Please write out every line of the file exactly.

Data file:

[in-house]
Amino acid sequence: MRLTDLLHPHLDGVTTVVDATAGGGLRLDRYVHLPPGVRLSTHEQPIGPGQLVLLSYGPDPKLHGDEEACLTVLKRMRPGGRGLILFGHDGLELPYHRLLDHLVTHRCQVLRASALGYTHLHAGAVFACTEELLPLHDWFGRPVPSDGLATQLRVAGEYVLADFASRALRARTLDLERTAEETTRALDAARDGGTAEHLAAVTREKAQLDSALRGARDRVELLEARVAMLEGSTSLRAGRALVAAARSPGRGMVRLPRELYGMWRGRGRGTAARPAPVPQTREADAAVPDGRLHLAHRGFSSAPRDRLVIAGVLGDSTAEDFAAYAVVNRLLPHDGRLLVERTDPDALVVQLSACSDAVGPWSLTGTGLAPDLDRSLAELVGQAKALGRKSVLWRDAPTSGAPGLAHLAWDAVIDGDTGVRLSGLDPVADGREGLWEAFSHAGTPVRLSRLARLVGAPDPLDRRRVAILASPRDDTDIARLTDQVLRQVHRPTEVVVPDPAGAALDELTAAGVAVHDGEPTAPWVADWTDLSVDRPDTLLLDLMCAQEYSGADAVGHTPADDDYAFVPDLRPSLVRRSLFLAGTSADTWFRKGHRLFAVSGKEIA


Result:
[in-house]
Amino acid sequence: MRLTDLLHPHLDGVTTVVDATAGGGLRLDRYVHLPPGVRLSTHEQPIGPGQLVLLSYGPDPKLHGDEEACLTVLKRMRPGGRGLILFGHDGLELPYHRLLDHLVTHRCQVLRASALGYTHLHAGAVFACTEELLPLHDWFGRPVPSDGLATQLRVAGEYVLADFASRALRARTLDLERTAEETTRALDAARDGGTAEHLAAVTREKAQLDSALRGARDRVELLEARVAMLEGSTSLRAGRALVAAARSPGRGMVRLPRELYGMWRGRGRGTAARPAPVPQTREADAAVPDGRLHLAHRGFSSAPRDRLVIAGVLGDSTAEDFAAYAVVNRLLPHDGRLLVERTDPDALVVQLSACSDAVGPWSLTGTGLAPDLDRSLAELVGQAKALGRKSVLWRDAPTSGAPGLAHLAWDAVIDGDTGVRLSGLDPVADGREGLWEAFSHAGTPVRLSRLARLVGAPDPLDRRRVAILASPRDDTDIARLTDQVLRQVHRPTEVVVPDPAGAALDELTAAGVAVHDGEPTAPWVADWTDLSVDRPDTLLLDLMCAQEYSGADAVGHTPADDDYAFVPDLRPSLVRRSLFLAGTSADTWFRKGHRLFAVSGKEIA